By: Nejma Belarbi, based on an article published on Voices for Biodiversity
Wearing the mantra of Standing Rock Sioux, Water is Life, a young woman at the Oceti Sakowin camp looks out over an estimated ten thousand people gathered there. To the Sioux, fighting for water and land is not an intellectual exercise— it is a fight for the health of the people.
My Life for the Land, written by Nanai photographer and writer Kiliii Yuyan, illuminates the importance of viewing conservation through the Indigenous lens. The scientific community has begun to recognize Indigenous knowledge as pivotal to conservation efforts. One commonly overlooked reality is the direct connection between the wellbeing of a ecosystem and the basic human rights of Indigenous people. Cultural survival, food and medicinal needs in Indigenous communities all require the existence of a healthy ecosystem, so Indigenous peoples have a strong vested interest in maintaining a healthy ecosystem. For some of these communities, however, attempts at protecting the environment can be a life-threatening endeavor. Yuyan’s article sheds light on the important correlations between ecosystem health and the health of humanity — now and for future generations.
Kiliii Yuyan’s insights and photographs are truly inspiring. He weaves connections among different Indigenous groups and explains the barriers they face as they strive to both conserve and continue stewardship of ecosystems.
His article depicts the struggles faced by Indigenous people on the front lines of conservation, from the Brazilian rainforest to North Dakota’s Standing Rock to the Alaskan Arctic. He begins with the tragic loss of Indigenous leaders who were involved in — and often spearheaded — conservation efforts to protect their lands and ecosystems from corporate exploitation, a sad reality we are continuously witnessing.
Yuyan connects Indigenous-led conservation with biodiversity by exemplifying ecosystem management and subsistence practices that have often proven to be beneficial to the well-being of many species. He highlights the clear connection between community-led ecosystem management and positive impacts on species such as bowhead whales in the waters of Alaska.
“…under Iñupiaq management, the whale population had risen to almost 17,000 whales, which is believed to be even more than before the arrival of European whalers in the 1800s! Today the Beaufort Sea Bowhead population continues to grow at 3.7 percent annually, and serves as a prime example of how a modern Indigenous people can self-manage sensitive wildlife, even while hunting for subsistence.”
Flora Aiken gives a silent blessing to the first bowhead whale of the spring season. The Iñupiaq have a rich spiritual life which centers around the gift of the whale to the community. Foster Simmonds offers a prayer, saying, “Hide something for me. Look at the food, the whales. Look at the sea, the whalers. A blessing for them. Take that and hide it in your heart.” The whale here is tied up after being towed to the ice’s edge and is awaiting the village to come and help haul it onto the ice.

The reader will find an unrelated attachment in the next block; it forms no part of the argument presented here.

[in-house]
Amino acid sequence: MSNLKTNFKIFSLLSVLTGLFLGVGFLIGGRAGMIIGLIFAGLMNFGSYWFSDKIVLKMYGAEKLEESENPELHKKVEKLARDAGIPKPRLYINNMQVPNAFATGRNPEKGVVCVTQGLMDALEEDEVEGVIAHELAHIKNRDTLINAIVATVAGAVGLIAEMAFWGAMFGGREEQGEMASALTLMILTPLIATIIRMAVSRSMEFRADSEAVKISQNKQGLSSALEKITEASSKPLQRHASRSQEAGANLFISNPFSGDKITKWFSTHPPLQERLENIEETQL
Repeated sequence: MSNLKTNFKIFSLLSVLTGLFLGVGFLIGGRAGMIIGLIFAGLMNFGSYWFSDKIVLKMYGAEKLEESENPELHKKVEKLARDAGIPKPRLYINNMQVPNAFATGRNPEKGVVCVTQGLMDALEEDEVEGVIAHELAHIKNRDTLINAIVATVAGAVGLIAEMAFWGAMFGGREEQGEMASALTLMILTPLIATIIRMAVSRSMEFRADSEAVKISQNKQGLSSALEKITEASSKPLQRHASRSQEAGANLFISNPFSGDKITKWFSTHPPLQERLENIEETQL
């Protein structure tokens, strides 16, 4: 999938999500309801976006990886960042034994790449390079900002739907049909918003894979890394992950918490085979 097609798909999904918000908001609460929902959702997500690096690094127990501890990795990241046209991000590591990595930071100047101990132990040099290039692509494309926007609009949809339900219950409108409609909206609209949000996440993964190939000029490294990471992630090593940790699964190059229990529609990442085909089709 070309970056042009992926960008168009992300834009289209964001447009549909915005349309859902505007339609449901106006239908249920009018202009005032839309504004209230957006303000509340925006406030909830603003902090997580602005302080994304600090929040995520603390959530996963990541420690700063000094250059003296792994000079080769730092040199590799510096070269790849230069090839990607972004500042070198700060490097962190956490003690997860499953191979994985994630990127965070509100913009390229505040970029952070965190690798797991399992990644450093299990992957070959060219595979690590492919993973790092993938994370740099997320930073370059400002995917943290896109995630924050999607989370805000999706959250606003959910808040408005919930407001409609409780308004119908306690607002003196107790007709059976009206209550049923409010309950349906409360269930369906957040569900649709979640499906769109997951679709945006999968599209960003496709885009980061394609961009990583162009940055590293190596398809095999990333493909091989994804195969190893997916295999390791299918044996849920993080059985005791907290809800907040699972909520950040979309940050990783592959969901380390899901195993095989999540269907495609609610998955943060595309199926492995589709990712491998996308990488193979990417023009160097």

Yuyan explains that conservation efforts based on colonial concepts have sometimes caused great harm to Indigenous groups, who have had to fight back for their right to manage their homes and ecosystems. One such example is the Alaskan Eskimo Whaling Commission, initiated in response to the 1977 moratorium on whaling. At the time, commercial whaling and Indigenous subsistence whaling were put in the same category, most likely due to the lack of understanding of the role these communities played as ecosystem stewards. Yuyan writes that:
“The Iñupiaq have been hunting whales here for at least 2,000 years. Yet the fact that they have the rights to whale today is remarkable — they nearly lost this way of life when the International Whaling Commission declared a moratorium on whaling in 1977… The Iñupiaq refused to give up and started their own Alaskan Eskimo Whaling Commission, fighting for the right to hunt whales and to manage their own bowhead whale population.”
The importance of Indigenous peoples’ lifeways in conservation is well illustrated throughout, with many examples of ongoing efforts to preserve ecosystems, which in turn protects countless species. His maps clearly show that Indigenous lands in Brazil, are least deforested regions.
Yuyan breaks down the myth that Indigenous land management and modern tools are mutually exclusive. He explains that:
Indigenous land management practices have evolved over thousands of years — and continue to evolve. Today the Ka’apor use game cameras and GPS to monitor wildlife activity and illegal logging. The Iñupiaq share information about whale observations and ice conditions over an extensive network of VHF radios. These modern additions are a natural adaptation for Indigenous people who live in a changing world with changing demands.
A truly salient point, which leads us to address our own biases regarding technology and subsistence living. Yuyan illustrates the shift in perspective by different cultures dealing with a changing world, with many now standing up to protect land and water. He speaks of his own experience at Standing Rock and witnessing the changing values of non-Indigenous people who gathered to support the interruption of the Dakota Access Pipeline:
“I witnessed thousands of people — from all races and cultures — gathering in support of the Lakota people and their land rights. I saw outsiders running into new values in a camp structured around Indigenous priorities.”
The photographs found throughout the article are rich and rare — true testimony to the power of imagery. With salient writing, a passion for the natural world and a desire to create greater opportunities for Indigenous knowledge to be recognized, Yuyan shows us an alternative vision of humanity’s greatest treasures — community, culture and the earth.